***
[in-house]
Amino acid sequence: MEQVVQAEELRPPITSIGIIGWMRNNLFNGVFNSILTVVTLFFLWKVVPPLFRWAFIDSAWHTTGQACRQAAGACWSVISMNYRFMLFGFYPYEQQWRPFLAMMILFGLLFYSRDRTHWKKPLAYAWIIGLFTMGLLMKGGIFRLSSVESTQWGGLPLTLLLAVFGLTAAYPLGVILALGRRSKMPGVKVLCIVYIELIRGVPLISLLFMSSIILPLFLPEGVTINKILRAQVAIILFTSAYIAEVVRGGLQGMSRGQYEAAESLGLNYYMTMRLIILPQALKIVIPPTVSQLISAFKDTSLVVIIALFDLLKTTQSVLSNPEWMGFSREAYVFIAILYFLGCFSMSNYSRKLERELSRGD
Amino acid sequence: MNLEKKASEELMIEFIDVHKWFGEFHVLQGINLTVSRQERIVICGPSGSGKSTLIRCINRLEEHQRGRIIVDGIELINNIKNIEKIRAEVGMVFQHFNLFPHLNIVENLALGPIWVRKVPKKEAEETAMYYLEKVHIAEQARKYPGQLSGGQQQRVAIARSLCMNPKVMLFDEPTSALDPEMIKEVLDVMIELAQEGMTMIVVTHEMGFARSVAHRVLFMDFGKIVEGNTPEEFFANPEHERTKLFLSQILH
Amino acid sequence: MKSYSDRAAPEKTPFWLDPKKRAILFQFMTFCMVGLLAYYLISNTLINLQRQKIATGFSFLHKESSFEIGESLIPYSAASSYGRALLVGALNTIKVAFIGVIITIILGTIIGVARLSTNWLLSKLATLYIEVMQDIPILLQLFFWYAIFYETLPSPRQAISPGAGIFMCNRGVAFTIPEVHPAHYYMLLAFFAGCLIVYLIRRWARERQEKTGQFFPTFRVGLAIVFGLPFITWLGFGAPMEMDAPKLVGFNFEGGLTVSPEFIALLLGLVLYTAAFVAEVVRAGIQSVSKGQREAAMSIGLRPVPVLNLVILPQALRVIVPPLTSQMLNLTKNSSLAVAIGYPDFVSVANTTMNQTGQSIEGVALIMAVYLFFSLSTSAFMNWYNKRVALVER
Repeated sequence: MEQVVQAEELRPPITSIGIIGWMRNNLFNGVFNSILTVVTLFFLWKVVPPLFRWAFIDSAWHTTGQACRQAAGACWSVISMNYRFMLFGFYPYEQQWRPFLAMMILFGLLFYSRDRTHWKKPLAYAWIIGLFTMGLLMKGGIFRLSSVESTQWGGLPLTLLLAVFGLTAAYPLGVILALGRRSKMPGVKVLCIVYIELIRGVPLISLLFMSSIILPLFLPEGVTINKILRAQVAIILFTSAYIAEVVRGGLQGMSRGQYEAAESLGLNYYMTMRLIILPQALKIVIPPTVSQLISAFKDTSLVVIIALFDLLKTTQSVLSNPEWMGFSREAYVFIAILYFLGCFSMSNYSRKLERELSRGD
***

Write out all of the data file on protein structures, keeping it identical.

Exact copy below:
[in-house]
Amino acid sequence: MEQVVQAEELRPPITSIGIIGWMRNNLFNGVFNSILTVVTLFFLWKVVPPLFRWAFIDSAWHTTGQACRQAAGACWSVISMNYRFMLFGFYPYEQQWRPFLAMMILFGLLFYSRDRTHWKKPLAYAWIIGLFTMGLLMKGGIFRLSSVESTQWGGLPLTLLLAVFGLTAAYPLGVILALGRRSKMPGVKVLCIVYIELIRGVPLISLLFMSSIILPLFLPEGVTINKILRAQVAIILFTSAYIAEVVRGGLQGMSRGQYEAAESLGLNYYMTMRLIILPQALKIVIPPTVSQLISAFKDTSLVVIIALFDLLKTTQSVLSNPEWMGFSREAYVFIAILYFLGCFSMSNYSRKLERELSRGD
Amino acid sequence: MNLEKKASEELMIEFIDVHKWFGEFHVLQGINLTVSRQERIVICGPSGSGKSTLIRCINRLEEHQRGRIIVDGIELINNIKNIEKIRAEVGMVFQHFNLFPHLNIVENLALGPIWVRKVPKKEAEETAMYYLEKVHIAEQARKYPGQLSGGQQQRVAIARSLCMNPKVMLFDEPTSALDPEMIKEVLDVMIELAQEGMTMIVVTHEMGFARSVAHRVLFMDFGKIVEGNTPEEFFANPEHERTKLFLSQILH
Amino acid sequence: MKSYSDRAAPEKTPFWLDPKKRAILFQFMTFCMVGLLAYYLISNTLINLQRQKIATGFSFLHKESSFEIGESLIPYSAASSYGRALLVGALNTIKVAFIGVIITIILGTIIGVARLSTNWLLSKLATLYIEVMQDIPILLQLFFWYAIFYETLPSPRQAISPGAGIFMCNRGVAFTIPEVHPAHYYMLLAFFAGCLIVYLIRRWARERQEKTGQFFPTFRVGLAIVFGLPFITWLGFGAPMEMDAPKLVGFNFEGGLTVSPEFIALLLGLVLYTAAFVAEVVRAGIQSVSKGQREAAMSIGLRPVPVLNLVILPQALRVIVPPLTSQMLNLTKNSSLAVAIGYPDFVSVANTTMNQTGQSIEGVALIMAVYLFFSLSTSAFMNWYNKRVALVER
Repeated sequence: MEQVVQAEELRPPITSIGIIGWMRNNLFNGVFNSILTVVTLFFLWKVVPPLFRWAFIDSAWHTTGQACRQAAGACWSVISMNYRFMLFGFYPYEQQWRPFLAMMILFGLLFYSRDRTHWKKPLAYAWIIGLFTMGLLMKGGIFRLSSVESTQWGGLPLTLLLAVFGLTAAYPLGVILALGRRSKMPGVKVLCIVYIELIRGVPLISLLFMSSIILPLFLPEGVTINKILRAQVAIILFTSAYIAEVVRGGLQGMSRGQYEAAESLGLNYYMTMRLIILPQALKIVIPPTVSQLISAFKDTSLVVIIALFDLLKTTQSVLSNPEWMGFSREAYVFIAILYFLGCFSMSNYSRKLERELSRGD